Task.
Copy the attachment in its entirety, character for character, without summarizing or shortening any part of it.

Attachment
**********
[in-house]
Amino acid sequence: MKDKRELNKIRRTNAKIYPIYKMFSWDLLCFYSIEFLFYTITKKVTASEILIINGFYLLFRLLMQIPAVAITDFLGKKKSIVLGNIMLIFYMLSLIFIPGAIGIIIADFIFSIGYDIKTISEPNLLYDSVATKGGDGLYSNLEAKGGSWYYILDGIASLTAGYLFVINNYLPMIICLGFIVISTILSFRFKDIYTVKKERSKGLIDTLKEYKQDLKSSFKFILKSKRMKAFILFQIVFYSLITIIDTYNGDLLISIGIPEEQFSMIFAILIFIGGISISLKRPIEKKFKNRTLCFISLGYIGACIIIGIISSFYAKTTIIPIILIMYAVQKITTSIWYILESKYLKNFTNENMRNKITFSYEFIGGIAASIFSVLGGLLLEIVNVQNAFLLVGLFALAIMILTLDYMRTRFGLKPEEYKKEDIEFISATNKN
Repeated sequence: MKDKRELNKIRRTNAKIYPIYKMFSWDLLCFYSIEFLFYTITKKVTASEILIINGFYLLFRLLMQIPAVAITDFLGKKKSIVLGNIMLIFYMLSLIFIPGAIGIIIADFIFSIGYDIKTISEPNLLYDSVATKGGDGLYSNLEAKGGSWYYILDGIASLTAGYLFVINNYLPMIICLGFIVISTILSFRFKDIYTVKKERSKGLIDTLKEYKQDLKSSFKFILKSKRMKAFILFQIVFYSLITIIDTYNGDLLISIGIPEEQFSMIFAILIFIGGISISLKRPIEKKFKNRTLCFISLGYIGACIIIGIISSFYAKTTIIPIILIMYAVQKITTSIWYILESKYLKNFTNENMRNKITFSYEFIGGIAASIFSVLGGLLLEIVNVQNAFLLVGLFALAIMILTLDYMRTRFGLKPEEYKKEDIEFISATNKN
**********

[in-house]
Amino acid sequence: MKDKRELNKIRRTNAKIYPIYKMFSWDLLCFYSIEFLFYTITKKVTASEILIINGFYLLFRLLMQIPAVAITDFLGKKKSIVLGNIMLIFYMLSLIFIPGAIGIIIADFIFSIGYDIKTISEPNLLYDSVATKGGDGLYSNLEAKGGSWYYILDGIASLTAGYLFVINNYLPMIICLGFIVISTILSFRFKDIYTVKKERSKGLIDTLKEYKQDLKSSFKFILKSKRMKAFILFQIVFYSLITIIDTYNGDLLISIGIPEEQFSMIFAILIFIGGISISLKRPIEKKFKNRTLCFISLGYIGACIIIGIISSFYAKTTIIPIILIMYAVQKITTSIWYILESKYLKNFTNENMRNKITFSYEFIGGIAASIFSVLGGLLLEIVNVQNAFLLVGLFALAIMILTLDYMRTRFGLKPEEYKKEDIEFISATNKN
Repeated sequence: MKDKRELNKIRRTNAKIYPIYKMFSWDLLCFYSIEFLFYTITKKVTASEILIINGFYLLFRLLMQIPAVAITDFLGKKKSIVLGNIMLIFYMLSLIFIPGAIGIIIADFIFSIGYDIKTISEPNLLYDSVATKGGDGLYSNLEAKGGSWYYILDGIASLTAGYLFVINNYLPMIICLGFIVISTILSFRFKDIYTVKKERSKGLIDTLKEYKQDLKSSFKFILKSKRMKAFILFQIVFYSLITIIDTYNGDLLISIGIPEEQFSMIFAILIFIGGISISLKRPIEKKFKNRTLCFISLGYIGACIIIGIISSFYAKTTIIPIILIMYAVQKITTSIWYILESKYLKNFTNENMRNKITFSYEFIGGIAASIFSVLGGLLLEIVNVQNAFLLVGLFALAIMILTLDYMRTRFGLKPEEYKKEDIEFISATNKN